Yes, Swine Flu Is Worse Than Seasonal Influenza
Although most cases of swine-origin H1N1 influenza have been ‘mild’, half of those hospitalized with severe illness have none of the pre-existing conditions that might complicate an influenza infection: asthma, heart disease, hepatitis, immunosuppresion, pregnancy, among others.
A new study explains why. Itoh et al. demonstrate swine-origin H1N1, now pandemic, to be intrinsically more virulent than previously assumed. Indeed, the infection expresses characteristics of some of the more deadly influenzas, including highly pathogenic H5N1, the bird flu virus.
Itoh and colleagues tracked the pathogenesis of the new H1N1 infection. They conducted experiments on mice, ferrets, pigs and macaques, comparing the effects of swine-origin H1N1 and recent strains of seasonal H1N1. The team discovered,
Mice suffered greater mortality from swine-origin H1N1 than seasonal H1N1. The dose required to kill 50% of the mice exposed was a power of magnitude less for swine-origin H1N1 than its seasonal counterparts.
Swine-origin H1N1 replicated more efficiently in the mice’s lungs, causing bronchitis and alveolitis, with viral antigen openly present. It also elicited greater production of host cytokines that have been previously associated with greater morbidity and mortality in other influenza infections.
Macaques infected with swine-origin H1N1 underwent greater increases in temperature than those infected with seasonal H1N1. Swine-origin H1N1-infected macaques also suffered a greater tissue range infected and more severe lung pathogenesis. Their lungs hosted inflammatory infiltrates, exudates clogging the alveolar sacs, severe thickening of the alveolar walls, and pneumocytes of types 1 and 2. Type 2 pneumocytes have also been reported in infections of highly pathogenic H5N1.
Ferrets—a good small-animal model of human influenza infection—showed no difference in changes in temperature and body weight. However, swine-origin H1N1 replicated to greater concentrations in the trachea and lungs. Ferrets infected with swine-origin H1N1 also expressed greater bronchopneumonia and viral antigen.
Virulence alone isn’t our sole concern. It’s virulence and transmissibility in tandem that’s keeping scientists up at night. The new H1N1’s pandemicity shows the virus by definition transmissible. But for experimental completeness, Itoh et al. ran exposure tests on ferrets. The animals were infected at the same rates when exposed to swine-origin H1N1 as when exposed to seasonal strains of H1N1.
The experiments also spoke to the difficulties in identifying the geographic origins of the virus. Miniature pigs infected with swine-origin H1N1 suffered no clinical symptoms even as the virus replicated in the pigs’ respiratory organs. The asymptomatic infection may offer another explanation for the dearth of reportable outbreaks in possible source swine populations in Mexico or elsewhere.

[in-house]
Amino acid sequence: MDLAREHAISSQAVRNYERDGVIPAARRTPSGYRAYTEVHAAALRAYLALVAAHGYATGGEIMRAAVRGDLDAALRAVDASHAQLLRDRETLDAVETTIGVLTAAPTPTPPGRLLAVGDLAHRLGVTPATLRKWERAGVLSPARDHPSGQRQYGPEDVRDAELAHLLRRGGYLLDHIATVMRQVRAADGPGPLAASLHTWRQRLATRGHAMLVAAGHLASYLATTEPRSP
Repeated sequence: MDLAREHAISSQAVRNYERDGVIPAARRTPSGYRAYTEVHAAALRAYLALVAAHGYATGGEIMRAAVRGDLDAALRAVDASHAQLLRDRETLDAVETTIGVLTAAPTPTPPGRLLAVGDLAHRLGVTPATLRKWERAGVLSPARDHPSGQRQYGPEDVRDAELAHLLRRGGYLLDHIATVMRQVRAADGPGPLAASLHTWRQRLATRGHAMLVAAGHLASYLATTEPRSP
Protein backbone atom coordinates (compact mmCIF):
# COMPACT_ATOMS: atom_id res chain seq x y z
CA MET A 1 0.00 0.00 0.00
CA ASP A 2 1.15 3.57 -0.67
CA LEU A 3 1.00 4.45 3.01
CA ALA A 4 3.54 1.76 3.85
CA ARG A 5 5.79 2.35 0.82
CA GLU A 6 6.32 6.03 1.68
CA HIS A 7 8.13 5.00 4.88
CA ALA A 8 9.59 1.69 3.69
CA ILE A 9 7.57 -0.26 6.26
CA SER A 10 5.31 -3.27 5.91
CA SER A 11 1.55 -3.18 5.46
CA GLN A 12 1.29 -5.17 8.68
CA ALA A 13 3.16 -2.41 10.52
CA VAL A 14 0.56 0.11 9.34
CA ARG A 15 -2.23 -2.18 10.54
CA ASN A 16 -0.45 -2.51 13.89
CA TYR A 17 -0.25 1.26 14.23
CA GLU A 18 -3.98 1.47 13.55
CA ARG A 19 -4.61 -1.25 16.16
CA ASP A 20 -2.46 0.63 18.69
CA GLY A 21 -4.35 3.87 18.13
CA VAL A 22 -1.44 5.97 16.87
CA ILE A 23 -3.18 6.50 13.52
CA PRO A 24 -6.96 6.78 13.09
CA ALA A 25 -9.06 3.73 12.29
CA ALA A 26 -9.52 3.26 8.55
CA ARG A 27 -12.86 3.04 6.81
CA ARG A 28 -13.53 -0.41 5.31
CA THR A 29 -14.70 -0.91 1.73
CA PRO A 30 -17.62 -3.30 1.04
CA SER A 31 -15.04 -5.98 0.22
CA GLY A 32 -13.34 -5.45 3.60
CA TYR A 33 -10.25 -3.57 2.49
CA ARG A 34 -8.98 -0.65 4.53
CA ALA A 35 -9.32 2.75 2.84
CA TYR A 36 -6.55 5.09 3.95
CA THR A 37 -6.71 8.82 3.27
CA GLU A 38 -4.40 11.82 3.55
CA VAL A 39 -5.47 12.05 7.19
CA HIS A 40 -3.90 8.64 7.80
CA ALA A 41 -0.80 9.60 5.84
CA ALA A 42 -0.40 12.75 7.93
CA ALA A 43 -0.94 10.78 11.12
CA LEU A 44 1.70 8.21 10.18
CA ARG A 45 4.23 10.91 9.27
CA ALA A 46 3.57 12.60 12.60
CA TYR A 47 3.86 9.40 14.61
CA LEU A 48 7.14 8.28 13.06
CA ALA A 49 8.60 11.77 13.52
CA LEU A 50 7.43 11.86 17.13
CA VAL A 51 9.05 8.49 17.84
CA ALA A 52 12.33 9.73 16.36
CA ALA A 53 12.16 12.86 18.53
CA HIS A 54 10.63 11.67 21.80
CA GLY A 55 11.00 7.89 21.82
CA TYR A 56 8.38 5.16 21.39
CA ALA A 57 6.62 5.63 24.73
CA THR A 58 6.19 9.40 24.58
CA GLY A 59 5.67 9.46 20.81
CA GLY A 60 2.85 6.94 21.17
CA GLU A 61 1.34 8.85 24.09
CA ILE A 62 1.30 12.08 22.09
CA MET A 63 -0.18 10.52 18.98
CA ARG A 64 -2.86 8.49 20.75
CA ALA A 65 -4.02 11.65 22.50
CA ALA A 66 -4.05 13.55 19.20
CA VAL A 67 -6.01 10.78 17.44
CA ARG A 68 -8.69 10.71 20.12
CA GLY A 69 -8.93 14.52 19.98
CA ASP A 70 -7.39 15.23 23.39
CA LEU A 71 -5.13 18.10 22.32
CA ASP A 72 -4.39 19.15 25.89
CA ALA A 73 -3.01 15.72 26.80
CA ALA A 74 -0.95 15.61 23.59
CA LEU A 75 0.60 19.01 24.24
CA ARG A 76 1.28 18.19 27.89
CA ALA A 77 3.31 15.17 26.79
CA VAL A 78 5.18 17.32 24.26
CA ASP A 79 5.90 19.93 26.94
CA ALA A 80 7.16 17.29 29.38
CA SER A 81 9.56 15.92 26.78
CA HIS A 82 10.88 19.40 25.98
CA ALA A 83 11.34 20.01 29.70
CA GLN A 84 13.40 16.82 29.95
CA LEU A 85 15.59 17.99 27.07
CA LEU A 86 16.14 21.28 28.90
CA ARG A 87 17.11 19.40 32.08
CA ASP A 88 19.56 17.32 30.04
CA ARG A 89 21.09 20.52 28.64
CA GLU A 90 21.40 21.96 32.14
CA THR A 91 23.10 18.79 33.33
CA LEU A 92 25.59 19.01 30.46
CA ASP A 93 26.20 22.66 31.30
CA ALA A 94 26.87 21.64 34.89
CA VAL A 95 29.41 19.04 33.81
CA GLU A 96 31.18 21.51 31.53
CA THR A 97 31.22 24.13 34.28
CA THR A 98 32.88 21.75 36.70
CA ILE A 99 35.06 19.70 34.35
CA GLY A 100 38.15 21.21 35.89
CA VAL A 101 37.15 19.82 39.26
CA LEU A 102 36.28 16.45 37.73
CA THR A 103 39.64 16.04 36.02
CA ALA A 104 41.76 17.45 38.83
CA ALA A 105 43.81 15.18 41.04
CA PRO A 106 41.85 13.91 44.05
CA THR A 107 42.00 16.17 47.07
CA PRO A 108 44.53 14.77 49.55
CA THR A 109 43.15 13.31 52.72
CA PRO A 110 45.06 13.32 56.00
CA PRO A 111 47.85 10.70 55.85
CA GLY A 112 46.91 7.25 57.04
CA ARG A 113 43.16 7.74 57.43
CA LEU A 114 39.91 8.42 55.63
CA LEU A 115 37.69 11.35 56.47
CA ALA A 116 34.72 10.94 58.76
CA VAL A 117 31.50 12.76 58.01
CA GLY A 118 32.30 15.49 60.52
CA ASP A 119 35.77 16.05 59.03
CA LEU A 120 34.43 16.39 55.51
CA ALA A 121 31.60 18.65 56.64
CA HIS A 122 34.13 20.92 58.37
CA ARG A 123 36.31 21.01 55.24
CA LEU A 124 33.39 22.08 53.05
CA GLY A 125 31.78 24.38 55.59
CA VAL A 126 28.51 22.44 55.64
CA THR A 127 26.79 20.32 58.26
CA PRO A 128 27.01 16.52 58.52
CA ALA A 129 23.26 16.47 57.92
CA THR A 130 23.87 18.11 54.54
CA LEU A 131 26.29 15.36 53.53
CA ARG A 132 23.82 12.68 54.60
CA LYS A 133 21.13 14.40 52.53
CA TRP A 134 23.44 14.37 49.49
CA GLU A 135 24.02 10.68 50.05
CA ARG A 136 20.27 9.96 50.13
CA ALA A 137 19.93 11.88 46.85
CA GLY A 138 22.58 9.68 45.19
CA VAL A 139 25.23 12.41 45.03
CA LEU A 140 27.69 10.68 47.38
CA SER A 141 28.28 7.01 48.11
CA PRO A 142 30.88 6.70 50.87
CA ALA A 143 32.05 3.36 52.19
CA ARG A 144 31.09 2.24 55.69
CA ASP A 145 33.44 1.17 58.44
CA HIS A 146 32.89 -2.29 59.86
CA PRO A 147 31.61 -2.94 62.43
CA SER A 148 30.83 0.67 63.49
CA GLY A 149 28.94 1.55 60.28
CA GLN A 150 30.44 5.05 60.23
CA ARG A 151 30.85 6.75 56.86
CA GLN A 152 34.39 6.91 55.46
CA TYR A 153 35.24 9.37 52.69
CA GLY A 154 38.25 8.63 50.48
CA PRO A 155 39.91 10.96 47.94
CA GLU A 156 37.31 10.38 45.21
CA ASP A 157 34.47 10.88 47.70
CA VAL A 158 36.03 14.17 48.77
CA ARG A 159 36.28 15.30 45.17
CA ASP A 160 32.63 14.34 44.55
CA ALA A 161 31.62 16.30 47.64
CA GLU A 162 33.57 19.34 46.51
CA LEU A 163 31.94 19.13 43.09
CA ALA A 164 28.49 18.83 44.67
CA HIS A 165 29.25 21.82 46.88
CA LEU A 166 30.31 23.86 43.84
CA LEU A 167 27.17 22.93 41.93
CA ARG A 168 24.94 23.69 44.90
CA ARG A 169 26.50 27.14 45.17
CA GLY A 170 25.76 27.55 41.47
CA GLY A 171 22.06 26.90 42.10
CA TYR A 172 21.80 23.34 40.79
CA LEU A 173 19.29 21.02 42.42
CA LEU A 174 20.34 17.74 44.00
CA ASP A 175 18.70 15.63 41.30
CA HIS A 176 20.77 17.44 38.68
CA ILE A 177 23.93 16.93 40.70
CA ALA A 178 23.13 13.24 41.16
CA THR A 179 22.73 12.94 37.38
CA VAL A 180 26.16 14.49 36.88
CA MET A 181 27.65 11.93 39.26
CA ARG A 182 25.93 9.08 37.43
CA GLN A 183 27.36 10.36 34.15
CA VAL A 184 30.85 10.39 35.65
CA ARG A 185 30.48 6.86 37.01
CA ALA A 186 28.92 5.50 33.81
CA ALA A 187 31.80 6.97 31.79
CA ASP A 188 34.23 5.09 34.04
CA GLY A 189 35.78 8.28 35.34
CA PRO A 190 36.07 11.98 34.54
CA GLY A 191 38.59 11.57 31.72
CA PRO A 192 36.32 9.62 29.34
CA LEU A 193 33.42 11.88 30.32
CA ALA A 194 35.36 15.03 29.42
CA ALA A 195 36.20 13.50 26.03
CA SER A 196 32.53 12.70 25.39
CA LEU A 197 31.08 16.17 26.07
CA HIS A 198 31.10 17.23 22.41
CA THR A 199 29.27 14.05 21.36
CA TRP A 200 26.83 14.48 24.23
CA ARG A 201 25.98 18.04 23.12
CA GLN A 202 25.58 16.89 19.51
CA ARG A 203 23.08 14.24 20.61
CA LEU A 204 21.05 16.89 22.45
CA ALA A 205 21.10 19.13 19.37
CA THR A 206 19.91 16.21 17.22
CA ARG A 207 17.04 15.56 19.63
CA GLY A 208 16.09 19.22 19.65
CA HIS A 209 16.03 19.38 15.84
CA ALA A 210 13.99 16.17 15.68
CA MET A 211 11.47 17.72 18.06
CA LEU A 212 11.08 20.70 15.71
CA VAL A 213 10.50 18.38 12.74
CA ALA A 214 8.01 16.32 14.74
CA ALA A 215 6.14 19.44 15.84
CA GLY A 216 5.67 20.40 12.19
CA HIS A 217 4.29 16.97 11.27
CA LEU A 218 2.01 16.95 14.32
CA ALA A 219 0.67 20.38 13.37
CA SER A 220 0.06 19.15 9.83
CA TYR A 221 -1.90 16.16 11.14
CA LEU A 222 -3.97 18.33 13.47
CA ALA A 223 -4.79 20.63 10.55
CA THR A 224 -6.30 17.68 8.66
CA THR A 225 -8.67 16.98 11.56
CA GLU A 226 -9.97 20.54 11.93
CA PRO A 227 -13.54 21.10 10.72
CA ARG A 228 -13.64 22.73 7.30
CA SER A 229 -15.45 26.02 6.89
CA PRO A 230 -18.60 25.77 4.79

Finally, Itoh et al. exposed the new H1N1 to influenza antibodies circulating in humans of different age groups. Does exposure to previous H1N1 strains, back to the 1918-1919 pandemic, protect humans from the worst of the new influenza? Only patients born before 1920 expressed the antibodies that could neutralize swine-origin H1N1. The new H1N1 appears to be expressing epitopes similar to those of the 1918 H1N1, epitopes to which very few of us have the antibodies needed to neutralize.
This last result raises two important points. First, seasonal H1N1 influenzas may be in fundamental ways different from their 1918 ancestors. For those more technically inclined, the level of polymerase CpG may be one explanation. Second, swine-origin H1N1 may have been able to revisit molecular solutions from a pandemic 90 years ago now that a large enough cohort of naïve humans has emerged. Although influenzas–with life cycles of only a few days–evolve from infection to infection, the constraints on influenza evolution may extend back a hundred years. In influenza time that’s the equivalent of a geological eon.
So, yes, swine-origin H1N1 2009, as transmissible as any human influenza, is worse than seasonal H1N1. Indeed, as WHO reports, in some patients it may be as bad as highly pathogenic H5N1, the bird flu virus that has killed over 60% of those reported infected. And very few of us—except those infected before 1920 and since April—have the antibodies needed to neutralize it.
Here’s hoping this autumn’s flu season, when many more are expected to be infected, doesn’t include a worsening virulence, as occurred in 1918. With a phenotype from a bygone era, H1N1 may be evolving into the viral Tyrannosaurus it once was.